Tags » Stolpersteine

Kristallnacht and Mauthausen // November 9th and 13th

On November 9th we were called together one evening in preparation of our visit to Mauthausen, a labor camp from the Holocaust. We learned more about Salzburg’s, and Austria’s, history during the time of the Nazis.

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Let Social Media Inspire You #2

Here lived…..

Gedenktag 9. November – Den Opfern zur Erinnerung, den Lebenden zur Mahnung. #Stolpersteine #Demnig #keinverblassen pic.twitter.com/E4OqOIldTE

— Stolpersteine (@_Stolpersteine_) November 9, 2015

November 9, 1938 was called…

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Stolpersteine im bayerischen Freising

Während sie in Augsburg und im benachbarten München noch immer verhindert werden, gibt es die sog. “Stolpersteine“ auch in Freising. Ob wir alle entdeckten, die es dort vor Ort bereits gibt oder geben sollte? 140 more words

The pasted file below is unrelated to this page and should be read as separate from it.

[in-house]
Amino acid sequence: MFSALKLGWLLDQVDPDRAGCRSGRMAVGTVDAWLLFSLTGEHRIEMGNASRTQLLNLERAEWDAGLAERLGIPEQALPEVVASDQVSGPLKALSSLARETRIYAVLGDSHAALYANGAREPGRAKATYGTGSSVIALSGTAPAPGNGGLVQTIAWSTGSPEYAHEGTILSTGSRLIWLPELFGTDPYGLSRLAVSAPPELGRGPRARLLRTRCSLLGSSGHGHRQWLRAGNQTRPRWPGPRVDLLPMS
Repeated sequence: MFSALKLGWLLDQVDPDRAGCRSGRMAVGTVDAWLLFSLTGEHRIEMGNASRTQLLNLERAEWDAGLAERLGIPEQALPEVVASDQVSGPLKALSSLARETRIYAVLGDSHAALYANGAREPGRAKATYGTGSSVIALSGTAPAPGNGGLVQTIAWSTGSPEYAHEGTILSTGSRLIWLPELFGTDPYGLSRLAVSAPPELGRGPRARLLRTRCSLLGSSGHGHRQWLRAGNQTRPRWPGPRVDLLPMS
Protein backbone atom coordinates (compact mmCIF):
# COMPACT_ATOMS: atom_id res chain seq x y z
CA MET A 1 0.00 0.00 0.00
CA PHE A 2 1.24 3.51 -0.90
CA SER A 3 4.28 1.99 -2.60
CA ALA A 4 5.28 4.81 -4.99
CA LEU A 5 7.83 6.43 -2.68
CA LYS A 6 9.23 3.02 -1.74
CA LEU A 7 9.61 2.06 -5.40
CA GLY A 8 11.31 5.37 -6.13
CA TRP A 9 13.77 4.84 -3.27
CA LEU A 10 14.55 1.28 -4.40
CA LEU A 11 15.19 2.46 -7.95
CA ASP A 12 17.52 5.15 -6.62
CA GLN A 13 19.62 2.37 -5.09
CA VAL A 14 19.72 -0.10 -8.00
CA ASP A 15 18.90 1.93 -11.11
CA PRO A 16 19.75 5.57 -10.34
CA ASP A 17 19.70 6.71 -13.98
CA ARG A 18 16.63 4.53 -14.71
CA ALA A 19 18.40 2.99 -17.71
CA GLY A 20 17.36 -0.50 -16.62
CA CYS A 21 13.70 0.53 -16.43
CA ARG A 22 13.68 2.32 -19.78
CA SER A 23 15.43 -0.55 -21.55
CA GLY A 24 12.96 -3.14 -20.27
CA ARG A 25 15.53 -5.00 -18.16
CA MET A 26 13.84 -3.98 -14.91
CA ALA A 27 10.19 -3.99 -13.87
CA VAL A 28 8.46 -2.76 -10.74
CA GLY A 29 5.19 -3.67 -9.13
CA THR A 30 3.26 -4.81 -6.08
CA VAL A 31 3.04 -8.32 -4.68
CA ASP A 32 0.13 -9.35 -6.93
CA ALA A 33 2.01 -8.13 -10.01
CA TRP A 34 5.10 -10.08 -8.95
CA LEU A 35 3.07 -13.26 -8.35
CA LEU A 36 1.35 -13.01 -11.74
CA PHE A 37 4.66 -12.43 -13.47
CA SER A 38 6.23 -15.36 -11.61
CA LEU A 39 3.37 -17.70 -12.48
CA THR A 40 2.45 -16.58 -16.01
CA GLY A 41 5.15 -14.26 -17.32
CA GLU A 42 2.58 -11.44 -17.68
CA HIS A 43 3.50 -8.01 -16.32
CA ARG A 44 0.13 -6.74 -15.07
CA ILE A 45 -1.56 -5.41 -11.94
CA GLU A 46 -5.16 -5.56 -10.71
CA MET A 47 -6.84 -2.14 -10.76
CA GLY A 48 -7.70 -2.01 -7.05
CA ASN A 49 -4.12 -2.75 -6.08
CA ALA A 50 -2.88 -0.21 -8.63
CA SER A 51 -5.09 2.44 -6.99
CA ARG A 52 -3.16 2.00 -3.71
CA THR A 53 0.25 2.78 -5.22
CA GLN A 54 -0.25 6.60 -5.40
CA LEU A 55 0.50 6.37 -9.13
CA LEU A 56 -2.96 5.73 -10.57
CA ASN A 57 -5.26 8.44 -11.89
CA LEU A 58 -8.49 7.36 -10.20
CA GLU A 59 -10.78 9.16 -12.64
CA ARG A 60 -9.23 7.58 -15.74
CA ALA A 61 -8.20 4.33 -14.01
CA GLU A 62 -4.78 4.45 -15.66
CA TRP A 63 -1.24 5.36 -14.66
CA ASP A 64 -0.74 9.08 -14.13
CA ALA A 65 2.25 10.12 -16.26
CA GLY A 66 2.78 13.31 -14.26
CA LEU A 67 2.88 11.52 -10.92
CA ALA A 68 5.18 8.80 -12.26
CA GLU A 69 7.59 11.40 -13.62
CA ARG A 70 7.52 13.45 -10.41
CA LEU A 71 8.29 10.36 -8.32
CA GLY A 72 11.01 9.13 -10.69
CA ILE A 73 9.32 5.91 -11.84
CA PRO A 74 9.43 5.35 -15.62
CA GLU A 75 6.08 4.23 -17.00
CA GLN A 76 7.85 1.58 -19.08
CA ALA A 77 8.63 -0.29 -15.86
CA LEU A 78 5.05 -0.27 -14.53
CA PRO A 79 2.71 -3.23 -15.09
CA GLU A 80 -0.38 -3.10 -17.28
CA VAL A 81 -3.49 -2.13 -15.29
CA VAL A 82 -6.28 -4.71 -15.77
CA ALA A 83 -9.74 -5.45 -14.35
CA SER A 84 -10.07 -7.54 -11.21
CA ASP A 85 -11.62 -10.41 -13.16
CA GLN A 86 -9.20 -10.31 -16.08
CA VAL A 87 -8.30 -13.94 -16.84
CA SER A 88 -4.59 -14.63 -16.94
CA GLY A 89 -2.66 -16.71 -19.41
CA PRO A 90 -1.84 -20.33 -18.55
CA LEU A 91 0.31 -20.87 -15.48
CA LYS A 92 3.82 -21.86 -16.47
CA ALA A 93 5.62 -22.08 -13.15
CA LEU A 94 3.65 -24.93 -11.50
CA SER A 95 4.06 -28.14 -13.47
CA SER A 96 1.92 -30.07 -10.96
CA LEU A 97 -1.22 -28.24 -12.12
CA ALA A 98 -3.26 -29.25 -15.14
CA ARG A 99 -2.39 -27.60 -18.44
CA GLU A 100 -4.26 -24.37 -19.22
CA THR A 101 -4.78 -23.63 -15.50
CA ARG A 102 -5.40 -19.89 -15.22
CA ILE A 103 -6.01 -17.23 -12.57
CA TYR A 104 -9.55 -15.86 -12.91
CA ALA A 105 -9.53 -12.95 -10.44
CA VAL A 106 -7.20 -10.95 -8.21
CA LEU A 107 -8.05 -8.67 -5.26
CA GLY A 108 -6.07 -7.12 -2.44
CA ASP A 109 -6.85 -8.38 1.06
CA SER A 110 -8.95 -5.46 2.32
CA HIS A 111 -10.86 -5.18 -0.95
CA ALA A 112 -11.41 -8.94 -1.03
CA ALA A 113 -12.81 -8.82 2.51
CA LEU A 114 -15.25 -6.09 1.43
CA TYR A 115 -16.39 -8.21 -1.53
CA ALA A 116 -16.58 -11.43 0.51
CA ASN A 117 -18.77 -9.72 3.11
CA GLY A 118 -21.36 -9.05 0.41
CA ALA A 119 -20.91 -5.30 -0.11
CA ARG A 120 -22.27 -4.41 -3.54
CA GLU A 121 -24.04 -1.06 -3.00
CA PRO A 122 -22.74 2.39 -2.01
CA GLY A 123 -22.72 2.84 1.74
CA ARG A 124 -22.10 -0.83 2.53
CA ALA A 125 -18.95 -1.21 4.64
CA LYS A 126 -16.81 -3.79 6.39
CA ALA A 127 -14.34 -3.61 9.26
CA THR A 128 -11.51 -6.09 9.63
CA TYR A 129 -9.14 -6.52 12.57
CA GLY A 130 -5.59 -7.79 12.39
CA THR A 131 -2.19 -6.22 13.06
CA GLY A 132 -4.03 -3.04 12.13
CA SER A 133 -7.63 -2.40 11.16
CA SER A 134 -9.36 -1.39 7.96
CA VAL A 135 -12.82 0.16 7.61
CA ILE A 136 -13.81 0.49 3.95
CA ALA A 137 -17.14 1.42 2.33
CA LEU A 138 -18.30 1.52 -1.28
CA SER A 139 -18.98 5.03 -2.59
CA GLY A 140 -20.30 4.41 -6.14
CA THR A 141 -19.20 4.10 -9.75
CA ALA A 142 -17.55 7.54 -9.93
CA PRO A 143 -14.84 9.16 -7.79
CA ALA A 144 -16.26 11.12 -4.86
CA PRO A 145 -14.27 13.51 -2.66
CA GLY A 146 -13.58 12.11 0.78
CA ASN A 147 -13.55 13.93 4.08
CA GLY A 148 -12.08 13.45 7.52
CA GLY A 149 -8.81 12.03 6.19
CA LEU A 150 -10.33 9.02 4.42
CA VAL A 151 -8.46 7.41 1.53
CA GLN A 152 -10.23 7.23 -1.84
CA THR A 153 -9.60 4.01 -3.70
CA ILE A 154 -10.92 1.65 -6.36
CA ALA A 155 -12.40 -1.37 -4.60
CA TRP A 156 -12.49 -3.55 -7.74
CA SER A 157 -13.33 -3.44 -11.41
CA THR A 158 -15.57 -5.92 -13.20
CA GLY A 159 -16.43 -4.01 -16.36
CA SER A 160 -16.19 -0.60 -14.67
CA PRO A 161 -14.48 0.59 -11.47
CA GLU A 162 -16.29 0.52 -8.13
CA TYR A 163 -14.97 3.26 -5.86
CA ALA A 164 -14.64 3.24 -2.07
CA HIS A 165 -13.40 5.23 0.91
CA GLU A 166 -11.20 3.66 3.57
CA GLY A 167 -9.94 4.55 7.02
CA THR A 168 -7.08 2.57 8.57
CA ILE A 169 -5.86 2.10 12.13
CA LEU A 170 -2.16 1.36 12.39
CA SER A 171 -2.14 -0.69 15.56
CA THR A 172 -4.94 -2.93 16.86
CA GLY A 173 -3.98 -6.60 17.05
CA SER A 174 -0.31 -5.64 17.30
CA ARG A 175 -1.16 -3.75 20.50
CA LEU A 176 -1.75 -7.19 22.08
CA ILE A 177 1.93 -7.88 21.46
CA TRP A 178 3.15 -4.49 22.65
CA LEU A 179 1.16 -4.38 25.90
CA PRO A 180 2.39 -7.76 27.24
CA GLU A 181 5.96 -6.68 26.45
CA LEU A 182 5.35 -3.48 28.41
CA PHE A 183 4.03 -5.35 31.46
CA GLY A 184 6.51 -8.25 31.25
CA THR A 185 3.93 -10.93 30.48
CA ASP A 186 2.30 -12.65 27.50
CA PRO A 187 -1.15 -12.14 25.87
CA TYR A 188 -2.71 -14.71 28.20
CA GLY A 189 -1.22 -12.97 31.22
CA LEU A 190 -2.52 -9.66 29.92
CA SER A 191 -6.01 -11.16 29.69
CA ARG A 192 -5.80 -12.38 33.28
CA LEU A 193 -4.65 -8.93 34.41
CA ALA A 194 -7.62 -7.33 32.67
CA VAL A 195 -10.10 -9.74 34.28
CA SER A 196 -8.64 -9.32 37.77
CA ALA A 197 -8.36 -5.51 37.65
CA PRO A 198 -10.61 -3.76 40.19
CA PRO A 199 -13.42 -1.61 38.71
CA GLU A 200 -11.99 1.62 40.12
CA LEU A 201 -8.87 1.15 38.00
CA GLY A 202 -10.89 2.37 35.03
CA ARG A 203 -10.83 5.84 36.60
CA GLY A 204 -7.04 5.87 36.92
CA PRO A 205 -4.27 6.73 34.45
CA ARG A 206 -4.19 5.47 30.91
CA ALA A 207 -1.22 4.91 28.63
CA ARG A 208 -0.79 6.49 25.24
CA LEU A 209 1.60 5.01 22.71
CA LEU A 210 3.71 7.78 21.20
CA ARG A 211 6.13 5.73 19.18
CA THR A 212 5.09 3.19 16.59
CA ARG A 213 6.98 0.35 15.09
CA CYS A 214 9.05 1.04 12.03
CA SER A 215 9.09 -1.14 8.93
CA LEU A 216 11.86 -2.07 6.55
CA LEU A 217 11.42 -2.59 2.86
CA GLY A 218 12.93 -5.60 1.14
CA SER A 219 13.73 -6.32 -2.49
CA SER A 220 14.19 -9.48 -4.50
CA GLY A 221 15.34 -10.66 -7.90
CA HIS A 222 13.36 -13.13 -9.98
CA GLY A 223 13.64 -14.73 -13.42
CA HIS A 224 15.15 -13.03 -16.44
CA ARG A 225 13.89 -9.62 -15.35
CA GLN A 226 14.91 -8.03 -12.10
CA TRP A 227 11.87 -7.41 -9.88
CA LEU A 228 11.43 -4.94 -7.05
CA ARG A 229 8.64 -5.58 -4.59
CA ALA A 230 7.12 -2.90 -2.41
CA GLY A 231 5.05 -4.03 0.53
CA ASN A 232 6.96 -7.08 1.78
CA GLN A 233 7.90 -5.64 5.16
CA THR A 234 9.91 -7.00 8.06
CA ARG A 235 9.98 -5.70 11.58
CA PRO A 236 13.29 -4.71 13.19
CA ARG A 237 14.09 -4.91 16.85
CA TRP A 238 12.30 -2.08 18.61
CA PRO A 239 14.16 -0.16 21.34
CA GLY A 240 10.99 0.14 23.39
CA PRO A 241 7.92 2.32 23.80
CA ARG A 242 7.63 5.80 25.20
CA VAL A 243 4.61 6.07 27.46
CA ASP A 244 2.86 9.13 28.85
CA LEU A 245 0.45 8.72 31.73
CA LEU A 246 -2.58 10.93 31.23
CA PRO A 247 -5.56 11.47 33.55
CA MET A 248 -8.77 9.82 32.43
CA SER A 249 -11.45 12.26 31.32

Bavaria Bayern

Long story...

A long time ago (3 years actually, but at my age…), Robin Fullmer wrote to me about a program on a Jewish emigree to New Zealand, I did some research and came up with… 360 more words


Berlin: Stolperstein

As part of a public art project, German painter Gunter Demnig installed his first Stolperstein (literally “stumbling block”) in 1995 in Cologne, Germany. Over the past 20 years, the small, cobblestone-shaped memorials have grown into what’s been called the largest decentralized memorial in the world, honoring the victims of the Nazi regime, both survivors and those who perished. 70 more words


Photo A Day: September 6, 2015: Berlin's 'Stumbling Blocks'

Berlin is a lovely city; one of the best in Europe.

One of the most interesting things you can see when walking around are the ‘Stolpersteine’, otherwise known as stumbling blocks. 133 more words

2015 Photo Challenge

The Stolpersteine (Stumbling Stones) of Europe

My wife noticed them first.

“Did you see these?” she called from ten paces behind.

I hadn’t.  Busy gawking at the church spires of Freiburg, Germany, and distracted by trams, speeding cars, and meandering crowds, my attention was focused on what lay ahead rather than on what was beneath my feet. 624 more words

History Lives Here